- Are there any instances where you think that, as a business, you could do better?
For example, do you have an FAQ page on your website? If you don’t, it’s probably time to create one. And if you do, maybe it’s not prominent enough. Are there quick tweaks you could make to your website that would make this page more visible? Could you maybe add a link to it to your email signature or pin a post to the top of your Facebook business page to encourage more of your prospective clients to read it? That way, people wouldn’t contact you directly with the same questions. It saves you (and your customers) a lot of time, and it shows you are professional, organized, and proactive.
5. Competitor analysis
Good customer experience examples can be found anywhere you look.
What are other local companies doing? What are big national or online brands doing? They don’t necessarily have to be your competitors. Just think about the companies you’re a client of. What do you like about the way they do business?
Is there anything you could do as well? What do the best customer experience brands offer that you’d love to offer your customers?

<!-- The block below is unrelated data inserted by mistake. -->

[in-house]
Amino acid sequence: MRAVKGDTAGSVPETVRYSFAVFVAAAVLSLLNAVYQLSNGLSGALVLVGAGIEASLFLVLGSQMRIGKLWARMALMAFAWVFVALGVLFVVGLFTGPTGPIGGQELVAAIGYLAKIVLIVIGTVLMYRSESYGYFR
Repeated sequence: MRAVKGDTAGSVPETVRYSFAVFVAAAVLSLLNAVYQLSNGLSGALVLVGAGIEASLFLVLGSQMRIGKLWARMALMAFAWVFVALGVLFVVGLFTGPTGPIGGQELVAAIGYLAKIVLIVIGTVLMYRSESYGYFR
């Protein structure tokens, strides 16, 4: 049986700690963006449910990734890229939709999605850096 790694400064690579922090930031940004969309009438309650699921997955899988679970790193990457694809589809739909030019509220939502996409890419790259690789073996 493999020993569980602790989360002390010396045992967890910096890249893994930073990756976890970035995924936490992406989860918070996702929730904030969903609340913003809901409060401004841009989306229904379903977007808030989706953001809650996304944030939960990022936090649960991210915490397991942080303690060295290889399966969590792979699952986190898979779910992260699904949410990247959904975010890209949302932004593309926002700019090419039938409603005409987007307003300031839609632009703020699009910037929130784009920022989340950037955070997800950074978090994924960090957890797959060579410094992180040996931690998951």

6. Set time or budget aside to implement changes
And last but not least, once you’ve collected all this data, it’s time to act. There’s no point in capturing feedback or doing the analysis work if you have no intention of doing anything with the information you gather. A big part of your customer experience strategy should focus on making the changes that will help you turn your existing customers into loyal, repeat clients.
So listen to your customers’ feedback and spend some time looking at the information you gathered when considering the interactions on your customer journey. What changes will have the biggest impact? What can you do now vs what will need to wait until next year, for example?
Maybe you’ve identified you need to make some tweaks to your website. Can you hire a developer to implement the changes for you? Or maybe your customers fed back that rather than emailing you back and forth, they’d rather pick up the phone and give you a call.
Would you like some help in creating a customer experience strategy?
Your customers expect every interaction they have with you to be the best experience they have with any company. Can you deliver that?
Do you have a plan in place to deliver the best customer experience your company can possibly provide? If you would like some help to determine your short-term marketing priorities and actions so you can deliver a great customer experience to your ideal clients, get in touch.